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Teuns wins Tour's first summit finish as Ciccone takes yellow

The 160.5-km stage 6 from Mulhouse to La Planche des Belles Filles: Bahrain-Merida rider Dylan Teuns of Belgium finishes to win the stage, 11 July 2019.
The 160.5-km stage 6 from Mulhouse to La Planche des Belles Filles: Bahrain-Merida rider Dylan Teuns of Belgium finishes to win the stage, 11 July 2019. CHRISTIAN HARTMANN/Reuters

Belgium's Dylan Teuns has taken victory on stage 6 of the Tour de France on the La Planches des Belles Filles – the first gruelling summit finish of this year's edition. Giulio Ciccone of Italy took the overall leader's yellow jersey, with home favourite Julian Alaphilippe unable to match the pace. 

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Teuns, riding for Bahrain-Merida, crossed the line ahead of Trek–Segafredo's Ciccone by a handful of seconds after a brutal 7km ascent with an average gradient of 8.7 percent, finishing on gravel.

Belgian Xandro Meurisse took third place.

Defending champion Geraint Thomas was the strongest of the overall contenders on the 160-km route from Mulhouse to La Planche des Belles Filles. He took fourth place, two seconds ahead of fifth-placed Thibaut Pinot of France.

Thomas broke from the main contenders in the final stages of the ultra-tough stage which was as expected decided on the last of seven climbs, with the Welshman gaining a few seconds over most of his rivals.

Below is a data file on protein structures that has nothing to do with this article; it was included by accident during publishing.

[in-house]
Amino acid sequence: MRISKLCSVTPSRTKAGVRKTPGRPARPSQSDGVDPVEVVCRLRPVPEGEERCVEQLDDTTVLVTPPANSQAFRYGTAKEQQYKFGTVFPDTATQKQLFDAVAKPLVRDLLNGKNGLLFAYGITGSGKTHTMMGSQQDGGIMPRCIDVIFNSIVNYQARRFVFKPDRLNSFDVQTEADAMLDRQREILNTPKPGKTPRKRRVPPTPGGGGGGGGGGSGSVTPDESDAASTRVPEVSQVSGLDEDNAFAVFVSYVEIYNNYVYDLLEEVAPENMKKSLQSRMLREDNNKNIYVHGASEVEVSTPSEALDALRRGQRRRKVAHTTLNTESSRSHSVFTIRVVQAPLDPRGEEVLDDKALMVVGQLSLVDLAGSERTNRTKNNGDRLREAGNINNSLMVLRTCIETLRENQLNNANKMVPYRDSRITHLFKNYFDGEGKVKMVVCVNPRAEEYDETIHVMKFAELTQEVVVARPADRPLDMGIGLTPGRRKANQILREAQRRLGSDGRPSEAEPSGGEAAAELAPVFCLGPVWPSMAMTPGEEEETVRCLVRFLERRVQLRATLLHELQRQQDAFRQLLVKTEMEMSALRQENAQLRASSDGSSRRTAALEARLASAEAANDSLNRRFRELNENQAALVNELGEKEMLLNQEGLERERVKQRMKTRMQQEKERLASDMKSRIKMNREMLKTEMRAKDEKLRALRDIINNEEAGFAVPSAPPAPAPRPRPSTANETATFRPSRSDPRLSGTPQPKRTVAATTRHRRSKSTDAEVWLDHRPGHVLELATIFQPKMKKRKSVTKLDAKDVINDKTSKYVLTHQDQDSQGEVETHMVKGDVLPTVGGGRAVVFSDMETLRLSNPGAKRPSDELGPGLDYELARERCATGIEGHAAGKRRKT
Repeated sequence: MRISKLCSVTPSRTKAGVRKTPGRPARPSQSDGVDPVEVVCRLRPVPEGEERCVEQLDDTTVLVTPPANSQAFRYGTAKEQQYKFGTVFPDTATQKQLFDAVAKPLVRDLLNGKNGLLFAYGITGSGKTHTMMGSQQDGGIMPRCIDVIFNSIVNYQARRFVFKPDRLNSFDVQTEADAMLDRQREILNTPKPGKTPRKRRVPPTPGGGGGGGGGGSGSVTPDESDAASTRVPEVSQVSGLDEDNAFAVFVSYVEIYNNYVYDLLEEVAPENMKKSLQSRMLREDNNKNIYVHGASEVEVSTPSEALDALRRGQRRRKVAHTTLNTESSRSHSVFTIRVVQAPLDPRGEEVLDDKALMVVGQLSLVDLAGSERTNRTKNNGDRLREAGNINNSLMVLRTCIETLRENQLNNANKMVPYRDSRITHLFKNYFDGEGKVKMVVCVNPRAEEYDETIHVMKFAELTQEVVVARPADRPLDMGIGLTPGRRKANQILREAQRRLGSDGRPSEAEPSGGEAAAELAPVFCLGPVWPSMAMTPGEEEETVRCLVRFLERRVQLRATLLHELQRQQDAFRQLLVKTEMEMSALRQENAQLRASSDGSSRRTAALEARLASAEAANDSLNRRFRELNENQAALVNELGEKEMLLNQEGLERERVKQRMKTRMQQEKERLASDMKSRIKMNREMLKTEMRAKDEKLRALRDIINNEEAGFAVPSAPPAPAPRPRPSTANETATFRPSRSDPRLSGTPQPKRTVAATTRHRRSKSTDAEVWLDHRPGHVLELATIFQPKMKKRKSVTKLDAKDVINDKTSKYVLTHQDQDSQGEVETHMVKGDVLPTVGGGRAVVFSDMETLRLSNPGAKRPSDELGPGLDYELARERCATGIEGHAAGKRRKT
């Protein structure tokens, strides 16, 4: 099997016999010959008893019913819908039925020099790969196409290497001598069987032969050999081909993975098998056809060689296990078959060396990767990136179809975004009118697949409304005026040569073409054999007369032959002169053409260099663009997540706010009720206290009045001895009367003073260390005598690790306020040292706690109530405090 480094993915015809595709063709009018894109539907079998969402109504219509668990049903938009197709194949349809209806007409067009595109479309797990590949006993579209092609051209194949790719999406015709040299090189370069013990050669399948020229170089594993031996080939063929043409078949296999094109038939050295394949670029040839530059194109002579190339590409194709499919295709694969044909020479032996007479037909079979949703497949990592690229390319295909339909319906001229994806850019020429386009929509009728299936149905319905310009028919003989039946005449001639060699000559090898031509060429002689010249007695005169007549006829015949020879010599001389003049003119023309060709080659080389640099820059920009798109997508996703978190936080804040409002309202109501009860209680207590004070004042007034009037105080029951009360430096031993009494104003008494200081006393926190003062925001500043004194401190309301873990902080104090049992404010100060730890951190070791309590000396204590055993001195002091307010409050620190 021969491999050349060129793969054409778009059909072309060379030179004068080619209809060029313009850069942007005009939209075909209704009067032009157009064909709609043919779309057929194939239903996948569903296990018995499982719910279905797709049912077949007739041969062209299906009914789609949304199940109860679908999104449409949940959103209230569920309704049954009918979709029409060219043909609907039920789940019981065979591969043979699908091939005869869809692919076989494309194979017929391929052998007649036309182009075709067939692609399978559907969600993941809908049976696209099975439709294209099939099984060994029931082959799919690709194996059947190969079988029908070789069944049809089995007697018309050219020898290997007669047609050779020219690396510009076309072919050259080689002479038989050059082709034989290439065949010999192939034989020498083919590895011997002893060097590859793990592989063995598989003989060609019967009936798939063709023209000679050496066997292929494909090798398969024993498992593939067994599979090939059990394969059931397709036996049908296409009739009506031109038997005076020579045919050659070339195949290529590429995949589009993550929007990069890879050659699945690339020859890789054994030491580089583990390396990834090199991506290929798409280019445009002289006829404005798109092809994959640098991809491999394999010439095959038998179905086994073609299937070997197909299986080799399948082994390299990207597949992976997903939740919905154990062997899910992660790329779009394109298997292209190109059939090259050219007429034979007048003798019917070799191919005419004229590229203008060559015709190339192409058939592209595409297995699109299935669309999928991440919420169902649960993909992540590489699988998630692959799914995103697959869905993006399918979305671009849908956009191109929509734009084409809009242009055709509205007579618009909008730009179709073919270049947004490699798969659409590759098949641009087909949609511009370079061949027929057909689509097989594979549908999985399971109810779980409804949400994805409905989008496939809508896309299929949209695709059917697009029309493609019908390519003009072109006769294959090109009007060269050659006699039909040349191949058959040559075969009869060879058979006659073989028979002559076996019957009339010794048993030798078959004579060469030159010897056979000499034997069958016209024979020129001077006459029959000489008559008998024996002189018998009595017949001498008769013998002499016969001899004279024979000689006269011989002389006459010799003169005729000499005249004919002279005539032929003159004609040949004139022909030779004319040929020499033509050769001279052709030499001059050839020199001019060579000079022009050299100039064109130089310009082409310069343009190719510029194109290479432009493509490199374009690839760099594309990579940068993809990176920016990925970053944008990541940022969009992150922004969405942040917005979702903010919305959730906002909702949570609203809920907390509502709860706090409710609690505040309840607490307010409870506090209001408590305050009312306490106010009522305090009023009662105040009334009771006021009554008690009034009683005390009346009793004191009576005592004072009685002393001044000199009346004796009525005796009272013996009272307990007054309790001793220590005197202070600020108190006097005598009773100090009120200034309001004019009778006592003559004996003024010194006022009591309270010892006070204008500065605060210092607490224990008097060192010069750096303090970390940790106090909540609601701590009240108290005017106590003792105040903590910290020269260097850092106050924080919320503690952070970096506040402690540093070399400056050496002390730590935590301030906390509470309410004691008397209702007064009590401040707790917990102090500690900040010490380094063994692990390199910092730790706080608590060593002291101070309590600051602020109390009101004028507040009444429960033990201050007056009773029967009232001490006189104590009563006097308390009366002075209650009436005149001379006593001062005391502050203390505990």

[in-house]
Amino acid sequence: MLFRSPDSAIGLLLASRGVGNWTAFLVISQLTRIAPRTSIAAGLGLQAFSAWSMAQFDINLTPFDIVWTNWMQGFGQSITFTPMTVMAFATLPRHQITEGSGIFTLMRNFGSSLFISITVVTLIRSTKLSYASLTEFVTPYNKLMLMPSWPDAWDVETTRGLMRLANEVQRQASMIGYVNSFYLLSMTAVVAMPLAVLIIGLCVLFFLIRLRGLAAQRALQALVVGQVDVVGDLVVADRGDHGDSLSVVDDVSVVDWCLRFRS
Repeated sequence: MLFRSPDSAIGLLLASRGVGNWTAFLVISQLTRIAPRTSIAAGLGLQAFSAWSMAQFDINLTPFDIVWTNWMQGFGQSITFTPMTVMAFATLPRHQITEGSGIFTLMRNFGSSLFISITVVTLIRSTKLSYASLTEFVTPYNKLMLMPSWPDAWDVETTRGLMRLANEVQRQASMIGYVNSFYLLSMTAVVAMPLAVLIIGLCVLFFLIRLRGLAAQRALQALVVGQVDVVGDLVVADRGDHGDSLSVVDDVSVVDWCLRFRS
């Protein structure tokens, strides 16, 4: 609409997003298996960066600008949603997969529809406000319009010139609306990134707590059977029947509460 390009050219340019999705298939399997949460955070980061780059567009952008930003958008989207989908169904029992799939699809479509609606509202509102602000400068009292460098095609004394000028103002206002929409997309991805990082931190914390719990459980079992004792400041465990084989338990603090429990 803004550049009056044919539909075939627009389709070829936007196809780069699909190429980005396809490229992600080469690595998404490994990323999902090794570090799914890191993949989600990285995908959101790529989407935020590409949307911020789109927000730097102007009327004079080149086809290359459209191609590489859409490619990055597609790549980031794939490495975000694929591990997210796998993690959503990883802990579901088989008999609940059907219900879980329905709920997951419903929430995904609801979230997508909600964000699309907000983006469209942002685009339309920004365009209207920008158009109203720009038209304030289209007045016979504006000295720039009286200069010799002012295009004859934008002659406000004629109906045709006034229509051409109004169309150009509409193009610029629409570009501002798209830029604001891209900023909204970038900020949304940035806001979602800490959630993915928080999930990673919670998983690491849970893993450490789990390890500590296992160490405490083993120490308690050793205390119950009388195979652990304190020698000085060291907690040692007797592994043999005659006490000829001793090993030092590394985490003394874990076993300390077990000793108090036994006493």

Pinot, who grew up 30 kilometres from the summit finish, was right on Thomas's tail, losing just a couple of seconds to the champion.

Three of the overall contenders though lost significant time as 2014 champion Vincenzo Nibali, Jumbo Visma captain Steven Kruijswijk and, to a greater extent, France's Romain Bardet suffered on the slopes.

Fresh shoulders in yellow

French rider Julian Alaphilippe did everything he could to hold onto the leader's yellow jersey for a fourth day. He battled hard up the ascent, trying to hold onto Teuns and Ciccone through their clouds of dust on the gravel.

But the home hero fell just six seconds short – enough to lose the race lead he first took on Stage 3.

The severity of the climb turned out to be a revealing gauge of the fitness of some of the top Tour contenders who will battle for the race lead on even tougher climbs to come in the Alps and Pyrenees.

(with AFP, Reuters)

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